The movement disorder team are involved in treating conditions where abnormal involuntary movements are the main problem. These include the following:
Parkinson’s disease – a condition where tremor, stiffness and slowness of movement, as well as many non-movement symptoms, occur. Around 120,000 people in the UK suffer from Parkinson’s.
Atypical parkinsonism – conditions such as multiple system atrophy and progressive supranuclear palsy which may mimic Parkinson’s disease but are typically more rapidly progressive and difficult to treat.
Dystonia – a condition where abnormal movements and postures of the neck and other body parts occur. Many people with focal dystonia receive effective treatment with botulinum toxin injections to the affected area.
Tremor – involuntary shaking, often of the hands but also head and other body parts.
Tic disorders – movements preceded by an urge to move/speak such as Tourette syndrome.
Conditions such as Parkinson’s can be effectively treated with medication to replace the chemical dopamine in the brain, but we know that many other symptoms other than abnormal movements occur in Parkinson’s and it is important to identify and treat these.
People with complex progressive conditions such as Parkinson’s benefit from access to specialist care as well as Parkinson’s disease Nurse Specialists, who provide a point of contact, information and support as well as follow-up.
As Parkinson’s progresses, fluctuations in the response to medication occur. We offer the full range of treatments for this stage of the disease: infusion therapies with apomorphine and levodopa-carbidopa intestinal gel, and deep brain stimulation surgery.
We hold a monthly multidisciplinary team (MDT) meeting where these treatments are discussed to make sure people get the treatment that is right for them.
Our team are dedicated to improving the care and experience of people with movement disorders.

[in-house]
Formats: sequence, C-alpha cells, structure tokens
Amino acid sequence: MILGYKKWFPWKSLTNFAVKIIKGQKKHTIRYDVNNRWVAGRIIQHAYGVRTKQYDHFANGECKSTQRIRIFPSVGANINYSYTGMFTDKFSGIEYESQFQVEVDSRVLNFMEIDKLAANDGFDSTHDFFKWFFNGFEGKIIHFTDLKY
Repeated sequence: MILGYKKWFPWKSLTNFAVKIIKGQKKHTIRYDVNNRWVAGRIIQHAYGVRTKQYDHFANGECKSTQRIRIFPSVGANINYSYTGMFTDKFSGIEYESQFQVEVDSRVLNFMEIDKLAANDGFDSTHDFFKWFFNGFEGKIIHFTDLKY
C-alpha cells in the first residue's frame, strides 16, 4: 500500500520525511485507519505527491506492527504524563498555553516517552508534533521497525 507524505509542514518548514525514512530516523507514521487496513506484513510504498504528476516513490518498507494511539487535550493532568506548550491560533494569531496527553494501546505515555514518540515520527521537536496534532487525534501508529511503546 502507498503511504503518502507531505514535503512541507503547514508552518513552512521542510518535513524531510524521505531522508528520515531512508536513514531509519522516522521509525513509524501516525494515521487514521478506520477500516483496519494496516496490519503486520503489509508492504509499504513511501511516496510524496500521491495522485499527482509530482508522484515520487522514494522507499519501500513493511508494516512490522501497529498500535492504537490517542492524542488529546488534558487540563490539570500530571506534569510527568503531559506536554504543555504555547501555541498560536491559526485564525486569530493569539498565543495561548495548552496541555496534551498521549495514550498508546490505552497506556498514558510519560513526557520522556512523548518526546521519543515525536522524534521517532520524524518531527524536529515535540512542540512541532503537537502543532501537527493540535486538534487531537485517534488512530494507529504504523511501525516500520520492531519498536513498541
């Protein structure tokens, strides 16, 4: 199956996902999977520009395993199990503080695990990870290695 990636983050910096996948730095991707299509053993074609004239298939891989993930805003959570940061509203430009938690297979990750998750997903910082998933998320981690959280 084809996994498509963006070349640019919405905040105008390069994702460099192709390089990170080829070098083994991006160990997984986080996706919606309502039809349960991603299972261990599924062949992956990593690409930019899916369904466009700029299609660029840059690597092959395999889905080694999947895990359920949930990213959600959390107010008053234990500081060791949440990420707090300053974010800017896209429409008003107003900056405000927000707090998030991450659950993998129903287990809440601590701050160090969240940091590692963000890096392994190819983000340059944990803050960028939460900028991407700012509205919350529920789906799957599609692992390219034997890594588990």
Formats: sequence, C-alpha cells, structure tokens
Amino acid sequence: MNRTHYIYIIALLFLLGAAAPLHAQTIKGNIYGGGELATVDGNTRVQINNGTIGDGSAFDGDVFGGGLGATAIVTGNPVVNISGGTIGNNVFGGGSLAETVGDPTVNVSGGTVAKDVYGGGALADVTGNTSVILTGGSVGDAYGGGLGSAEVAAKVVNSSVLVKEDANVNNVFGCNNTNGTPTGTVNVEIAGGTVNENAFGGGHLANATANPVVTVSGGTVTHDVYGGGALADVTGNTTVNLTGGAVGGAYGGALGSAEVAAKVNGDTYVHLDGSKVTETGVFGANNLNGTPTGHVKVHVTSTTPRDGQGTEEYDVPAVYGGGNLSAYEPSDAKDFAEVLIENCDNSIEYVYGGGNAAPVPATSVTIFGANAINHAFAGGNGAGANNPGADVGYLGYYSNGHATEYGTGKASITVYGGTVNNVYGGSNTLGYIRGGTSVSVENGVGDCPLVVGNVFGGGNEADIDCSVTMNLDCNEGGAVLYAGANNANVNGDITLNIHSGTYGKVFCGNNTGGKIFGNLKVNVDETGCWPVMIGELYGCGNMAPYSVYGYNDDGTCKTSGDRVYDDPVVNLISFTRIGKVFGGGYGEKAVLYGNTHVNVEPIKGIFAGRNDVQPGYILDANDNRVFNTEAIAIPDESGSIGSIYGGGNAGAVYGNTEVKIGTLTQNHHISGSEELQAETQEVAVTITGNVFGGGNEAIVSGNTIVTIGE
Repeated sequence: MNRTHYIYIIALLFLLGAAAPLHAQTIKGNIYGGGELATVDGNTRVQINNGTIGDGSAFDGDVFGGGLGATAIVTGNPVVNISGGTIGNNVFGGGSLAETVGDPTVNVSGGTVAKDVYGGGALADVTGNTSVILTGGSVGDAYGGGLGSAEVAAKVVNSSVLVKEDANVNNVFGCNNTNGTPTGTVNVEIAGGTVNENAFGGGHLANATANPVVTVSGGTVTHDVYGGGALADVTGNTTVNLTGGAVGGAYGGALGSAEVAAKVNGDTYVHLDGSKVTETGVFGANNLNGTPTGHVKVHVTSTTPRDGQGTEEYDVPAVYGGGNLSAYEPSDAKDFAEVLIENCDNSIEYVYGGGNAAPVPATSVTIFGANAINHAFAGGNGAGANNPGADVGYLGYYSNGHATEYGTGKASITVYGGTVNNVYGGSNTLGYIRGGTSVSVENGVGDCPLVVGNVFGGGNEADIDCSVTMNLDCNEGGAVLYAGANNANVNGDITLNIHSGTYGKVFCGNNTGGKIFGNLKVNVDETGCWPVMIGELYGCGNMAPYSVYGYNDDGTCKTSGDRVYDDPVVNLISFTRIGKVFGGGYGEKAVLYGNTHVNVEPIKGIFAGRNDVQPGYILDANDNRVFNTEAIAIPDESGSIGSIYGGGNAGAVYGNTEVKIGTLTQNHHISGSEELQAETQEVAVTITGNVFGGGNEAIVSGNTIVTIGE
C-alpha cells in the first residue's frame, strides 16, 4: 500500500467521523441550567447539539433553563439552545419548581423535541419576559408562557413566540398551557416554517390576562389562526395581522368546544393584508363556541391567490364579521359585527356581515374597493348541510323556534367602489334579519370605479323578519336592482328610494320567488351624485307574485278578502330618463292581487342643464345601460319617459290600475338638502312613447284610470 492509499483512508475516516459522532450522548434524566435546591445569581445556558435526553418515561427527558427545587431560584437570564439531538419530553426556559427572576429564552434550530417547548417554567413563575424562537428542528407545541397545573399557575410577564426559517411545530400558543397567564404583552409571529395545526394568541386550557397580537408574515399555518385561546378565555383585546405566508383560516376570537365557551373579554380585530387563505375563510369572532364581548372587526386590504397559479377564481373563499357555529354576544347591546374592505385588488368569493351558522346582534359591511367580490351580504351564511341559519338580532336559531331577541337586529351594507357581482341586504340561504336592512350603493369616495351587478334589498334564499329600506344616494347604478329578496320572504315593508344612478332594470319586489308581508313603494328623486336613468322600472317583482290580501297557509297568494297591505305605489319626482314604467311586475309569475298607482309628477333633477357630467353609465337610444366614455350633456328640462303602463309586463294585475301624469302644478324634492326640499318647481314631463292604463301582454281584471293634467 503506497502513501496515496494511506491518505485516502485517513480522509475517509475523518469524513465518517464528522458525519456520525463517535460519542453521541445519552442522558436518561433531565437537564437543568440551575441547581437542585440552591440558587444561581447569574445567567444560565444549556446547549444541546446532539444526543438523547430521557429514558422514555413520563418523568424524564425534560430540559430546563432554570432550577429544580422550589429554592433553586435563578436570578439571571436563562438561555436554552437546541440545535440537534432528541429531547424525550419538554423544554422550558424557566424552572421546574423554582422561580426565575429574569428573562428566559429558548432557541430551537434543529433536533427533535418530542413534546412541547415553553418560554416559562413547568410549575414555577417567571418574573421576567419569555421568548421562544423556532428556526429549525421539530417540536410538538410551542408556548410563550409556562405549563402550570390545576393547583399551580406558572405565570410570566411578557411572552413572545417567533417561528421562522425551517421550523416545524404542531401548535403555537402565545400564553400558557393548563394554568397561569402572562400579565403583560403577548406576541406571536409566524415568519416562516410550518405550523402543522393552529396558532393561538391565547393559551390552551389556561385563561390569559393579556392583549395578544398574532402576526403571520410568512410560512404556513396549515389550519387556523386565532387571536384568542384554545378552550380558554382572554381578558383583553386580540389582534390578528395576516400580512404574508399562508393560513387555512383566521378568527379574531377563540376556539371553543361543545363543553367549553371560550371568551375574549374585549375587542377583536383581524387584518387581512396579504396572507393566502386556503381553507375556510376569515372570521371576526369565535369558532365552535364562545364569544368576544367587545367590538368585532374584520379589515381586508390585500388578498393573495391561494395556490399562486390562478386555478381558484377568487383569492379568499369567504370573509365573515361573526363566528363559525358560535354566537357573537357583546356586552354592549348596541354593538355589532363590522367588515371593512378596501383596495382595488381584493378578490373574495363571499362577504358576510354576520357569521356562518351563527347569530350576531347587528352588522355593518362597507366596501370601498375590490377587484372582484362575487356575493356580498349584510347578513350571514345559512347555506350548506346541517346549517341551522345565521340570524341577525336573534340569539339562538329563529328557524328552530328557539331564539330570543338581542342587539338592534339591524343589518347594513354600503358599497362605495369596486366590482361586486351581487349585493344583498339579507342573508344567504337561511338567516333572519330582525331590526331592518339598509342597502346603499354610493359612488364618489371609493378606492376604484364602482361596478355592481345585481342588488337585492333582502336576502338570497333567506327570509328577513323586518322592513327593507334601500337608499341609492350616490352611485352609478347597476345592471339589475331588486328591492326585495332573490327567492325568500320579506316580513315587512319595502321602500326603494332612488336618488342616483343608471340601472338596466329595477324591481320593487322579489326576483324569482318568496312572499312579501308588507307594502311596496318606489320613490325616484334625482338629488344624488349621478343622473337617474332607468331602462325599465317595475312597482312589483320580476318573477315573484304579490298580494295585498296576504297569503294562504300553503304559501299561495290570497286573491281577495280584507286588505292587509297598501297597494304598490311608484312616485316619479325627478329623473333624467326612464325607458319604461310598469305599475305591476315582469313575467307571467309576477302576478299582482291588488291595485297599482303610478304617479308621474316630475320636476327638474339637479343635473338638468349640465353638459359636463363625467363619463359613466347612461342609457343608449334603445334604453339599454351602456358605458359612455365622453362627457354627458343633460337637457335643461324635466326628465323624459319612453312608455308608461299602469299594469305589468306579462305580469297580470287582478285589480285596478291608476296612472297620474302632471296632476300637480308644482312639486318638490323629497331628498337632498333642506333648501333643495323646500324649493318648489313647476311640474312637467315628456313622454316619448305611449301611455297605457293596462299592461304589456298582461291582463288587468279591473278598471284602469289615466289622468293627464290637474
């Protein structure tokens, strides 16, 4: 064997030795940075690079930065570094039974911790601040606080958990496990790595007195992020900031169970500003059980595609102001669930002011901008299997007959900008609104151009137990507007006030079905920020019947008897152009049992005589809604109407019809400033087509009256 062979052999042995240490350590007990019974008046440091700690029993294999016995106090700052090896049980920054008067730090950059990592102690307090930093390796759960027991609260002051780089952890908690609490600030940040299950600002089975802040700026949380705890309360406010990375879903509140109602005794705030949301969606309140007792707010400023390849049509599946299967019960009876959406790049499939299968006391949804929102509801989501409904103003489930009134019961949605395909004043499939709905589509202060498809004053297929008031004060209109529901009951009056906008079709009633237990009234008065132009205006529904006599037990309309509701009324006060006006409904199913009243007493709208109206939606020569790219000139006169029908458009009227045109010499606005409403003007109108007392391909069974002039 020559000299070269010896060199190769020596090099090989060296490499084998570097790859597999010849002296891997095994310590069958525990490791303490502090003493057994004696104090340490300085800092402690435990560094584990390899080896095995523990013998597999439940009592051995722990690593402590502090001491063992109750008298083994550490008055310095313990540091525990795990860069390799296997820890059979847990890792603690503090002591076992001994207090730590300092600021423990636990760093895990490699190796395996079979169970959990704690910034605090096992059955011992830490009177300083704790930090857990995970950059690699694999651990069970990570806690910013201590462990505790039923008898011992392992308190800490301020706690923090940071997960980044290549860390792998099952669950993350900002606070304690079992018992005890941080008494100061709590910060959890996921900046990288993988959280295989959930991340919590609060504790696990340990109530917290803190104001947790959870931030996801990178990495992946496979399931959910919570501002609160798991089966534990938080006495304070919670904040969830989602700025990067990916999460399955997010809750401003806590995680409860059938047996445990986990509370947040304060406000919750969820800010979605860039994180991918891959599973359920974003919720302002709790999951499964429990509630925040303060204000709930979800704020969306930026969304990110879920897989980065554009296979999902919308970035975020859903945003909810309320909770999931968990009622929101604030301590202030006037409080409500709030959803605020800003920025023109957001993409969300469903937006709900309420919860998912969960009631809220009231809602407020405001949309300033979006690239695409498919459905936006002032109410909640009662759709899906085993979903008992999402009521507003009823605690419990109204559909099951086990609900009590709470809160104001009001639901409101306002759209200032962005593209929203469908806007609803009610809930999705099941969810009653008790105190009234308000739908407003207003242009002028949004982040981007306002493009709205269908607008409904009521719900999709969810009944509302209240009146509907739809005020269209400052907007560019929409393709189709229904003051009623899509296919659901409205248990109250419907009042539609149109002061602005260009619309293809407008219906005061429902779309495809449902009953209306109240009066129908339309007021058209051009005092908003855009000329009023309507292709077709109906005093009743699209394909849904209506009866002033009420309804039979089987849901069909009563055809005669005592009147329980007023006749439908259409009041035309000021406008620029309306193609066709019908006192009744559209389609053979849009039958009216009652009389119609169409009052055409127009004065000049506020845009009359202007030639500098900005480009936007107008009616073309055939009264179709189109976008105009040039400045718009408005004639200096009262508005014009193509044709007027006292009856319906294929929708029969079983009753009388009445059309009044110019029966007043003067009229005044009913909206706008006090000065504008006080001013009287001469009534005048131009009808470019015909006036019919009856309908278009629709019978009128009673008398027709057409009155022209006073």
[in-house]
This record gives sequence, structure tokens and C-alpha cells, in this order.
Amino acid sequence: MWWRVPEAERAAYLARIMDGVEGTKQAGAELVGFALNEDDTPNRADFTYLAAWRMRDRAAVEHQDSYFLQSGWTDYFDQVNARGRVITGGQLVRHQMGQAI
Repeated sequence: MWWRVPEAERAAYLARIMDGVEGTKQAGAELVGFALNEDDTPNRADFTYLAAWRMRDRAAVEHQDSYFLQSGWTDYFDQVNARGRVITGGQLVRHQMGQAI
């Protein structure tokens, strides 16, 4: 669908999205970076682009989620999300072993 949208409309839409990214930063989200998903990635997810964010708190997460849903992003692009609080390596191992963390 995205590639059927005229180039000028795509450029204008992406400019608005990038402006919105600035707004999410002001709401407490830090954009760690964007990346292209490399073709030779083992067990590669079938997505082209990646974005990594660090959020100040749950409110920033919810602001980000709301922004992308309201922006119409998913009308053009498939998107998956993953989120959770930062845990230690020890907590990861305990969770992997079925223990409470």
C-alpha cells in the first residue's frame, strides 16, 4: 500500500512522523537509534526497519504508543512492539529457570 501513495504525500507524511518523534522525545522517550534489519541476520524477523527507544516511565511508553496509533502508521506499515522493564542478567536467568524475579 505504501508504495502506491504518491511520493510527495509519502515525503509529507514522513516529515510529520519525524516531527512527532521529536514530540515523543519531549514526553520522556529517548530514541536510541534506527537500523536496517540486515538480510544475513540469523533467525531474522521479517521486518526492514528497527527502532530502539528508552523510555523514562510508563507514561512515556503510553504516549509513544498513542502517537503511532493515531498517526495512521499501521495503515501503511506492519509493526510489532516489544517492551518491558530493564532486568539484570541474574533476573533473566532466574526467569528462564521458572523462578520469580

Recent initiatives have included improving timely delivery of medication to people with Parkinson’s on the ward, improved protocols for looking after acutely confused patients, and improving fracture risk assessment in Parkinson’s.
We work closely with colleagues in Ageing and Complex Medicine to ensure that inpatients with Parkinson’s and related conditions are well cared for and assessed.
We run a regional clinic for atypical Parkinsonism, one of only a few in the UK and have a great deal of experience in managing these challenging conditions.
We offer specialist clinics for the complex non-motor and cognitive problems that develop in Parkinson’s, and have strong links with neuropsychology colleagues who are able to assess and support patients with specific cognitive and behavioral problems.
The movement disorder team are very active in the field of research into these conditions.
Dr Silverdale and Dr Kobylecki are leading several research studies and clinical trials in movement disorders, including studies of pain in Parkinson’s, and new ways to identify muscle activation in cervical dystonia.
Our research has been published in international peer-reviewed journals and presented at national and international medical conferences. We have several clinical and non-clinical research fellows working with us on our research studies.
We have a strong track record of teaching and training in movement disorders.
We regularly hold regional educational meetings on different aspects of movement disorders, as well as being involved in training neurologists from across the North West in this discipline.